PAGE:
Using the crisis to push charters
, a member of United Teachers Los Angeles, describes how budget cuts are being used to push the charter school agenda.
THE LOS Angeles Unified School District (LAUSD) is considering a motion to open hundreds of LAUSD schools to takeover by outside entities, including charter school operators.
The affected schools include the 50 new schools the district is constructing, as well as the 227 schools that have not met the test score requirements mandated by the misnamed "No Child Left Behind" law for three or more years.
The move follows the layoff of 2,057 teachers, which will increase class sizes in every grade. But instead of fully funding and improving public schools in Los Angeles, the LAUSD is turning over an increasing number of its schools to privately run charters, which don't have the same union representation for teachers or the same obligation to educate every child.
Proposed by Yolie Flores Aguilar, a school board member closely allied with Los Angeles Mayor Antonio Villaraigosa, the motion calls for the district to accept proposals from "internal and external stakeholders" interested in these schools. While the district is supposed to collect community input on who should run the new schools, if the "stakeholders" are "unwilling to cooperate," the superintendent will "independently continue this team effort."
After decades in which virtually no new schools were built in the low-income neighborhoods of East, South and Central Los Angeles, the 50 new schools are desperately needed to relieve overcrowding. Turning them over to charters means that they might not serve the students with the greatest needs in these communities.
Charters tend to pull the most active parents and their children out of the public schools. And even if a charter school has open enrollment initially, it can later reject students that don't meet its "standards," sending them back into the underfunded public system.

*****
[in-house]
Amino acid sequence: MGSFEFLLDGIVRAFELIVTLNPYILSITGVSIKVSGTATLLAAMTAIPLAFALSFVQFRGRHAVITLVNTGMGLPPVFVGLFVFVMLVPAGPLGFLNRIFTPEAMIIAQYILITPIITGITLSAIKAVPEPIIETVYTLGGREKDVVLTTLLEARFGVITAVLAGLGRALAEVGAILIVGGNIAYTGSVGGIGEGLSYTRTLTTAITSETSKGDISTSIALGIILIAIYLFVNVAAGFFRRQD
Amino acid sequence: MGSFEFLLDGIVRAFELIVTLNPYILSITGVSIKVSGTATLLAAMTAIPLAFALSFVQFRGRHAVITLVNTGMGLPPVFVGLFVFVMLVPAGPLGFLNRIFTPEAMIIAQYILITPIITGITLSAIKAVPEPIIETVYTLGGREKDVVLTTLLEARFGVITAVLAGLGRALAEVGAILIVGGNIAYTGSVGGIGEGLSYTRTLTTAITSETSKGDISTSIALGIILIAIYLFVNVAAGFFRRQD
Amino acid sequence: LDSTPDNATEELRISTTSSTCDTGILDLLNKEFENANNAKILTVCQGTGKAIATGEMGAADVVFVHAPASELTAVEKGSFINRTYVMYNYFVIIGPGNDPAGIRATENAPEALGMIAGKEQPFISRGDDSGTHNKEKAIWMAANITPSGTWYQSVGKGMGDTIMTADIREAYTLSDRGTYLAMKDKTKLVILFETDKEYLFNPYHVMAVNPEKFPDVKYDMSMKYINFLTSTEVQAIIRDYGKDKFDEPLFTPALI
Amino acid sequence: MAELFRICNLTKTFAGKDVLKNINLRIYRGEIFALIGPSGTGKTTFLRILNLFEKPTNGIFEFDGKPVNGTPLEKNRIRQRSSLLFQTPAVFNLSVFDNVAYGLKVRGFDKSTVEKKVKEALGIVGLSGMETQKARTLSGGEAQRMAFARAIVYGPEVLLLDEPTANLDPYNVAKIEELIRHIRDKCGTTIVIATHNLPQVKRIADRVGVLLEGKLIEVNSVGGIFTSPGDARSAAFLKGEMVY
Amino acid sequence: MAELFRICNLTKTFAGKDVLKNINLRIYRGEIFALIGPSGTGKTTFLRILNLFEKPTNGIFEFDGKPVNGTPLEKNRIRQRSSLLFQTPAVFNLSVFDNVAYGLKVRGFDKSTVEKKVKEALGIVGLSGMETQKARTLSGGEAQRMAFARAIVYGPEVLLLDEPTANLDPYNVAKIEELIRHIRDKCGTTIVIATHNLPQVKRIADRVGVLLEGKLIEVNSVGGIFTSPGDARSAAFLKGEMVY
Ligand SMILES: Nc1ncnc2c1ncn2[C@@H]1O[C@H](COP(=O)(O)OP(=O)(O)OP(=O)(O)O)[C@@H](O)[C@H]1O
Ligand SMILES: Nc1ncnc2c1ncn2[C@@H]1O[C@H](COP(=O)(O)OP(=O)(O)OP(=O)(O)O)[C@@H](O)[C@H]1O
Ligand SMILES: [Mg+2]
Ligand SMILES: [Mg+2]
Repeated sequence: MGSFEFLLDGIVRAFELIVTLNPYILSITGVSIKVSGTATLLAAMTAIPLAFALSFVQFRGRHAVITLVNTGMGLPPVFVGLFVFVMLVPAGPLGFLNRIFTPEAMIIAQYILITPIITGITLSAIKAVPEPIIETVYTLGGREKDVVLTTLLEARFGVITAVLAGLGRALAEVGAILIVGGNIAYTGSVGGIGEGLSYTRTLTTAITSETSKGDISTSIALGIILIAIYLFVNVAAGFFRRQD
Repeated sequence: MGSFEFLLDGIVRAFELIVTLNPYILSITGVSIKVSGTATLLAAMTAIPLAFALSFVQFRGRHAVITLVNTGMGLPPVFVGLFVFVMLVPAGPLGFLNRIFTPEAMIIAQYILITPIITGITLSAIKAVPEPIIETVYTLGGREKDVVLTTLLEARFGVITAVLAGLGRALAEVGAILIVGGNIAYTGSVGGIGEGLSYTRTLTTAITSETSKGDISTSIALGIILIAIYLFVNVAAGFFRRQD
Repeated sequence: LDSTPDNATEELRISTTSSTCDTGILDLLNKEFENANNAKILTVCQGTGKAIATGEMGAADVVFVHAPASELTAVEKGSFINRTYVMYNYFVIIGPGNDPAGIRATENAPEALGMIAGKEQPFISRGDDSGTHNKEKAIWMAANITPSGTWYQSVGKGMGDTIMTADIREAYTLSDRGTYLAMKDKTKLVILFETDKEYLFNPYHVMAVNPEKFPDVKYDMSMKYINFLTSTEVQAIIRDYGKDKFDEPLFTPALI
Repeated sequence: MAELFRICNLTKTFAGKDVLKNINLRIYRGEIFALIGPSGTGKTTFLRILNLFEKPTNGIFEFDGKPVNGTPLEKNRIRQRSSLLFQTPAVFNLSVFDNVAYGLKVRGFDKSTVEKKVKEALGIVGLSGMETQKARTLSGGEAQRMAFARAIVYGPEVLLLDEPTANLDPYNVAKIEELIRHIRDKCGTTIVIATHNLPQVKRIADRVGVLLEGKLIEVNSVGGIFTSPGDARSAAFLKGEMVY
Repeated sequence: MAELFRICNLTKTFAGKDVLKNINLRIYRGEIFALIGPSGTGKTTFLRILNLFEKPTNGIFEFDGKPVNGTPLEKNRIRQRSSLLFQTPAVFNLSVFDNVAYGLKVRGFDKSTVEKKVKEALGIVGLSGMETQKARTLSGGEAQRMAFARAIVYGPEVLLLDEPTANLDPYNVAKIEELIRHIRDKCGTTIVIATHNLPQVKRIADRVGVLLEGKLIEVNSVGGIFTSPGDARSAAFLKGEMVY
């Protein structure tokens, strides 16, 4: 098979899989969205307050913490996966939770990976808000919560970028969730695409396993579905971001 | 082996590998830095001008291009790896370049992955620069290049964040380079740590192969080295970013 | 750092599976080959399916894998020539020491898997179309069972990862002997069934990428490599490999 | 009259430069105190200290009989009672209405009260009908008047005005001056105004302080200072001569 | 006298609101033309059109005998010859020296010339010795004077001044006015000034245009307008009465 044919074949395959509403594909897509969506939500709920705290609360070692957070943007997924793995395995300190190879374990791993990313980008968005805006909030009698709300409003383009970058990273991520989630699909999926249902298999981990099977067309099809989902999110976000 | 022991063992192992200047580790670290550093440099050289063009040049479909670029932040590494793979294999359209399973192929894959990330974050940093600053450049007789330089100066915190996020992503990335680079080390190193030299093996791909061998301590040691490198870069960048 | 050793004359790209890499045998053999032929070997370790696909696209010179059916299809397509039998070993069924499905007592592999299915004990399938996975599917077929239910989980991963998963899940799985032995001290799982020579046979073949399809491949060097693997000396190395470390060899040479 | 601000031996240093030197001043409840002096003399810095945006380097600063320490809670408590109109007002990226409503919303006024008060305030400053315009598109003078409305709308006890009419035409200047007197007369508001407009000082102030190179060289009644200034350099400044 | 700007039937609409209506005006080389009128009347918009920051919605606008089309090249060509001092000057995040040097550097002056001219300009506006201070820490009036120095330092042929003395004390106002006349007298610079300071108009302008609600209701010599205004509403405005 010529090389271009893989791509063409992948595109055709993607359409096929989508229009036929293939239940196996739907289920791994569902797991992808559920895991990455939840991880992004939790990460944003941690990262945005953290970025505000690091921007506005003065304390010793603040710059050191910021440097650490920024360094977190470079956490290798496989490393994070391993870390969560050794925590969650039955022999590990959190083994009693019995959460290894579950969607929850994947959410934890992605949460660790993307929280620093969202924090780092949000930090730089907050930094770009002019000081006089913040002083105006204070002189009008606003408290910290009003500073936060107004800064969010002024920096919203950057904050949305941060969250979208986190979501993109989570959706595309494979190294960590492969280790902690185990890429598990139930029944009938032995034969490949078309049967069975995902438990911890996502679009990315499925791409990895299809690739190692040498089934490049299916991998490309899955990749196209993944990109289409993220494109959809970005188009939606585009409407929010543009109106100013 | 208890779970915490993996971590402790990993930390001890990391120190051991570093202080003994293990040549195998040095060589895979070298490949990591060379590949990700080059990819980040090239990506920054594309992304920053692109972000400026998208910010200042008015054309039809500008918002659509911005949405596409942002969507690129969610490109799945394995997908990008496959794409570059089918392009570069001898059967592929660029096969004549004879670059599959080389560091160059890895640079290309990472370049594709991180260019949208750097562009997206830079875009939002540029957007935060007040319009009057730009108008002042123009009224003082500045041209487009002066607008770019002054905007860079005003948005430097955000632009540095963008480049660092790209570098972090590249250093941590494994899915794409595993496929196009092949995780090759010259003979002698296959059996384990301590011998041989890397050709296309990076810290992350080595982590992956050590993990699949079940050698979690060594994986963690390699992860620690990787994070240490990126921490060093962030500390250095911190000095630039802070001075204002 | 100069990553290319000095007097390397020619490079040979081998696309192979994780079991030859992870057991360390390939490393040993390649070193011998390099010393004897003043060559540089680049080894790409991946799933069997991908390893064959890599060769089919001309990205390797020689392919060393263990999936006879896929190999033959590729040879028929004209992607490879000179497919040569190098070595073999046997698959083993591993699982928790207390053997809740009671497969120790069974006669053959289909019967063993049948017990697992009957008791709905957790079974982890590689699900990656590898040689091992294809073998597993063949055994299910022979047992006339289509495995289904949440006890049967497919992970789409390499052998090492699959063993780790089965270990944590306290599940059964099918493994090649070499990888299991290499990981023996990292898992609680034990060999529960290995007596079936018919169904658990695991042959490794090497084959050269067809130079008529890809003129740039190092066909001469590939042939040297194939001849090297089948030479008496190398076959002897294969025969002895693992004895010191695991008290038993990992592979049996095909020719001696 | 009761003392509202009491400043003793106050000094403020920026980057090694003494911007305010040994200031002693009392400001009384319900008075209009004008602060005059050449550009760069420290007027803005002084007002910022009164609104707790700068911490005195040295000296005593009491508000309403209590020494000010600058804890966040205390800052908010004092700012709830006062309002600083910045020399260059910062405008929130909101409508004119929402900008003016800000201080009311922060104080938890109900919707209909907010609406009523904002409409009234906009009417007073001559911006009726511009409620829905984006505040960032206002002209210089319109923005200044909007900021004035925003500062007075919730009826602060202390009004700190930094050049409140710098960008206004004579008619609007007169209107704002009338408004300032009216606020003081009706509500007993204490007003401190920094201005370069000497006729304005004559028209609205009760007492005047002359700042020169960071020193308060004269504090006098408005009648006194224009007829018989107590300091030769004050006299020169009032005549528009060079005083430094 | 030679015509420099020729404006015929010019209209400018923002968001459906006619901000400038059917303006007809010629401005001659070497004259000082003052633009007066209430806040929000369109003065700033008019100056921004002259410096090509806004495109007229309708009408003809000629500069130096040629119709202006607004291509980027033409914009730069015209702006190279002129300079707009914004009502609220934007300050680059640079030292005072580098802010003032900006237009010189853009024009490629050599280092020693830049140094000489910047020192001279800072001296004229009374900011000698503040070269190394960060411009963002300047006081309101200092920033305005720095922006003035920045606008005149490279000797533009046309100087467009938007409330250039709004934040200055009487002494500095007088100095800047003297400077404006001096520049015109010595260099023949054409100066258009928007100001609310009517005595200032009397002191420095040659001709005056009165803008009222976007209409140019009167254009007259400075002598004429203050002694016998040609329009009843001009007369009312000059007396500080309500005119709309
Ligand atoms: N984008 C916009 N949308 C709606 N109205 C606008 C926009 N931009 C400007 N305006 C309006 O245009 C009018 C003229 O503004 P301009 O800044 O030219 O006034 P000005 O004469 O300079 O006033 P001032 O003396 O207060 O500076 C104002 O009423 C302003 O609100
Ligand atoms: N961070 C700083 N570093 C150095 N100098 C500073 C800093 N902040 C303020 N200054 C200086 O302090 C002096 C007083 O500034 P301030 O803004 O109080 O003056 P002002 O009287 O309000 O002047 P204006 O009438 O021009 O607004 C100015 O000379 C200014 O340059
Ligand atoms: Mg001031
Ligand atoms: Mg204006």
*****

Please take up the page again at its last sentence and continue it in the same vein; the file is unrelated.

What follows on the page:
Not surprisingly, the 227 schools considered "failing" under No Child Left Behind are also concentrated in Los Angeles' poor communities of color. These schools lost the largest number of teachers to recent layoffs, and have been chronically under-resourced for decades. Now they are being blamed for their failures and could be turned over for private organizations to run.
The takeover of these schools could also be a major blow to United Teachers Los Angeles (UTLA). Charter and other independent school operators could potentially reconstitute the entire staff of a school they take over, since they don't have a contract with UTLA.
THE DRIVE toward charters is being pushed by the Obama administration. Secretary of Education Arne Duncan, back when he was CEO of the Chicago Public Schools, oversaw the reconstitution of 76 schools, two-thirds of which became charter or "contract" schools, and lost their union representation for teachers.
In LA, no one is more excited about Flores Aguilar's motion than the head of Green Dot Public Schools, which operates 12 charter schools in Los Angeles and one in the Bronx, and is working with Washington, D.C., Superintendent of Schools Michelle Rhee to open charters in the nation's capital.
To further its agenda, Green Dot started the Los Angeles Parents Union (LAPU). In addition to backing from Green Dot, the LAPU is funded by billionaire Eli Broad and the Los Angeles Area Chamber of Commerce. LAPU blames both the LAUSD and UTLA for the poor state of schools in LA, and vows to transform any public school into a charter within two years if 51 percent of that school's parents sign on to its campaign.
LA parents are right to be outraged at the state of our schools. But Green Dot is manipulating their justified anger into support for a corporate project that will ultimately leave more children behind.